Mr Black knows this about us and has accepted us for who we are, not his kin but still part of his team. Because this consultant isn’t a hackneyed stereotype from days gone by. He comes off as stern at first but he’s fair and honest and not without a sense of humour. Mr Black’s a good surgeon – he knows when and when not to cut. I’ve got a lot of respect for him.

But I digress. Back to the ward round. As we stalk down the corridors of Worthwhile General, going from one ward to the next, he turns to me and mentions a good idea for an audit into perioperative antibiotics. It’s simple, should be quick and he offered help on getting it off the ground. I readily agree. A little later on, he mentions to me a patient with an uncommon abscess that might make for a good case report. Again, I agree and think “Great!”

However, something doesn’t sit right with me. Mr Black has offered me these after-school activities because he knows they’re relevant to my interests. But to Linda, who he knows shares those interests, he says…nothing. Not even the whiff of an audit.

After the ward round, everyone splits off to their own duties but I pull Linda aside and ask, “Was that a bit sexist?”

If you have to ask, the answer’s yes.

Getting publications and quality improvement projects under my belt is a real good way of getting ahead in medicine, and the reality is that having a senior colleague tip you onto these things is a real godsend. Medicine isn’t the Old Boys’ Club that it once was but the uncomfortable fact remains that it’s 2016 and I can get ahead of Linda by the virtue of my Y chromosome.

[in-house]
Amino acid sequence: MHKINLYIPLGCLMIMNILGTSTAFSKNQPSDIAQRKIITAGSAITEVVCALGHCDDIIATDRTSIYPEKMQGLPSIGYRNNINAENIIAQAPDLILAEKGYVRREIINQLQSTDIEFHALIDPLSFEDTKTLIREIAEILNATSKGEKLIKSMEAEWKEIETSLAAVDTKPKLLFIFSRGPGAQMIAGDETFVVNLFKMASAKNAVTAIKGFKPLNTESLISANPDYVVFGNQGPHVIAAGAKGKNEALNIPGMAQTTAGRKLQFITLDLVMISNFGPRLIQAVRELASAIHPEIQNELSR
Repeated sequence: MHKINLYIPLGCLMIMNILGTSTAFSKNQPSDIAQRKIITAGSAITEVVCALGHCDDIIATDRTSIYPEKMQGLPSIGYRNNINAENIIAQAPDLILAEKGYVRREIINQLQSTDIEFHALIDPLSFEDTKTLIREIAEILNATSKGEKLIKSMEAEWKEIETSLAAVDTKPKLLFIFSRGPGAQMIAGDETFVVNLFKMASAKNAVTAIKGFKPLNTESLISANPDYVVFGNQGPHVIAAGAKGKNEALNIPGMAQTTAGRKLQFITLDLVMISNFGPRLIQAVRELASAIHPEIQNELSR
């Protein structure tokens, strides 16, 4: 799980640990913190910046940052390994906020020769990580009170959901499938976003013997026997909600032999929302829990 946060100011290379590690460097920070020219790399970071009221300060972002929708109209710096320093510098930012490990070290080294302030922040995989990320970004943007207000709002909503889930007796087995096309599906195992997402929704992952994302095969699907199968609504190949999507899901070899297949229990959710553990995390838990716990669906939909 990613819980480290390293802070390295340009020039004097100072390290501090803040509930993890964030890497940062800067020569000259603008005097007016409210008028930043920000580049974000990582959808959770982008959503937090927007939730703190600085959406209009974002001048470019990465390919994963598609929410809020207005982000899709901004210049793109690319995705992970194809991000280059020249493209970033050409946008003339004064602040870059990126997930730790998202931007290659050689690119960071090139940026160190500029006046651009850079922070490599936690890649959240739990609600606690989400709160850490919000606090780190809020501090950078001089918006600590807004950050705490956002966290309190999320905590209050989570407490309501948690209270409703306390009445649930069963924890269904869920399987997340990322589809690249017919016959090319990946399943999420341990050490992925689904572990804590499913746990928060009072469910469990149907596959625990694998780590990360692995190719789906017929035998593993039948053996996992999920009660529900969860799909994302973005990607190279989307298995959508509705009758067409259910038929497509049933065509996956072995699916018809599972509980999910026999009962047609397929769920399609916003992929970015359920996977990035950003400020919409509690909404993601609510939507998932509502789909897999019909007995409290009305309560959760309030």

I offered to share the CV-boosting work with Linda as an incomplete penance for not speaking up for her on the ward.

It’s 151 years since Elizabeth Garrett Anderson became the first woman to qualify as a doctor in the UK and doctors who are women are everywhere now. In January, #LikeALadyDoc and #ILookLikeASurgeon showed just how numerous they are, and how varied their careers are. But despite making up around 50% of doctors (and y’know, the population), they are still the scapegoats for all the NHS’ woes.

In 2014, Prof Meirion Thomas wrote in the Daily Mail that, after being trained at great taxpayer expense, women were more likely to quit medicine, go part-time and/or avoid the most demanding specialties. Women, he advised, need to “lean in.”

In 2015, Dr Max Pemberton wrote, again in the Daily Mail, that specialties over-represented by female doctors (Paediatrics, Obstetrics and Gynaecology) were being crippled by the cumulative sum of part-time working and maternity leave. Medicine should be a vocation, women, and the harsh reality is that your patients need to your priority.

And this year, we’ve already had Dominic Lawson writing in the Times (Paywall) that again, female doctors are a poor investment, due to maternity leave, retiring early and not working weekends (?!) and are clearly contributing to the rising waiting times in A&E. Those pesky ovaries!

Are these problems the fault of women doctors? Or are these the fault of a healthcare service and a society that could see these problems coming for decades…and did nothing?

It’s 2016 and women doctors are simultaneously being overlooked and over-blamed. Despite making up ~50% of the workforce, woman are taking the rap for not adhering to the default setting – male – and employers are still left agog by their attempts to be actualised human beings rather than emotionally wrecked burnout husks.

I don’t think women are going to stop taking maternity leave anytime soon. And nor should they! Not only are women, on the whole, more compassionate doctors (and safer), their striving to reach the top/navigate training programmes/seek work-life balance/experience a portfolio career/or whatever other shape their goal may take is an example for all to follow, regardless on how many X and Y chromosomes Life dished out.  I believe that any real solution to Medicine’s “Women Problem” will result in a better deal for everyone. I am unsure how that will work out with the guillotine of the new contract for junior doctors about to fall…